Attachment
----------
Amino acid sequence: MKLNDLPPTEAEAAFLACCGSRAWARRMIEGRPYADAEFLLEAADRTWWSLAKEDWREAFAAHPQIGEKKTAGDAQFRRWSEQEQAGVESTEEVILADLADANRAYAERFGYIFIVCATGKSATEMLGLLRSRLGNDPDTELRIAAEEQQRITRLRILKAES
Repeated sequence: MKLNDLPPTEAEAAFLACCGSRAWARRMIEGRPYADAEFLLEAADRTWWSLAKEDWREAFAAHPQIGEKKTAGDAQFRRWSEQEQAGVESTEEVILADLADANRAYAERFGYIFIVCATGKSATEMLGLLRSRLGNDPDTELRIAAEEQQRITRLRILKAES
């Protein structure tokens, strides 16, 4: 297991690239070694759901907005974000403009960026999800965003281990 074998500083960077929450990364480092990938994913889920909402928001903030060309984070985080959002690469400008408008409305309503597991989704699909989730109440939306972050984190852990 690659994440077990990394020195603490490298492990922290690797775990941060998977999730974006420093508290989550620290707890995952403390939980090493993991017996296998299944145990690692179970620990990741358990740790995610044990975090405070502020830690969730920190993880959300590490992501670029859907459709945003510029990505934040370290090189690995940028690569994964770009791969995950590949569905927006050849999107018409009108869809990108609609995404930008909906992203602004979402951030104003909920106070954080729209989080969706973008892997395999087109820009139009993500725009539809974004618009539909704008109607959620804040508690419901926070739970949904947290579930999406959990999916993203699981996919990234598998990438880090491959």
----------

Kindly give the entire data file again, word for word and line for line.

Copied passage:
Amino acid sequence: MKLNDLPPTEAEAAFLACCGSRAWARRMIEGRPYADAEFLLEAADRTWWSLAKEDWREAFAAHPQIGEKKTAGDAQFRRWSEQEQAGVESTEEVILADLADANRAYAERFGYIFIVCATGKSATEMLGLLRSRLGNDPDTELRIAAEEQQRITRLRILKAES
Repeated sequence: MKLNDLPPTEAEAAFLACCGSRAWARRMIEGRPYADAEFLLEAADRTWWSLAKEDWREAFAAHPQIGEKKTAGDAQFRRWSEQEQAGVESTEEVILADLADANRAYAERFGYIFIVCATGKSATEMLGLLRSRLGNDPDTELRIAAEEQQRITRLRILKAES
């Protein structure tokens, strides 16, 4: 297991690239070694759901907005974000403009960026999800965003281990 074998500083960077929450990364480092990938994913889920909402928001903030060309984070985080959002690469400008408008409305309503597991989704699909989730109440939306972050984190852990 690659994440077990990394020195603490490298492990922290690797775990941060998977999730974006420093508290989550620290707890995952403390939980090493993991017996296998299944145990690692179970620990990741358990740790995610044990975090405070502020830690969730920190993880959300590490992501670029859907459709945003510029990505934040370290090189690995940028690569994964770009791969995950590949569905927006050849999107018409009108869809990108609609995404930008909906992203602004979402951030104003909920106070954080729209989080969706973008892997395999087109820009139009993500725009539809974004618009539909704008109607959620804040508690419901926070739970949904947290579930999406959990999916993203699981996919990234598998990438880090491959």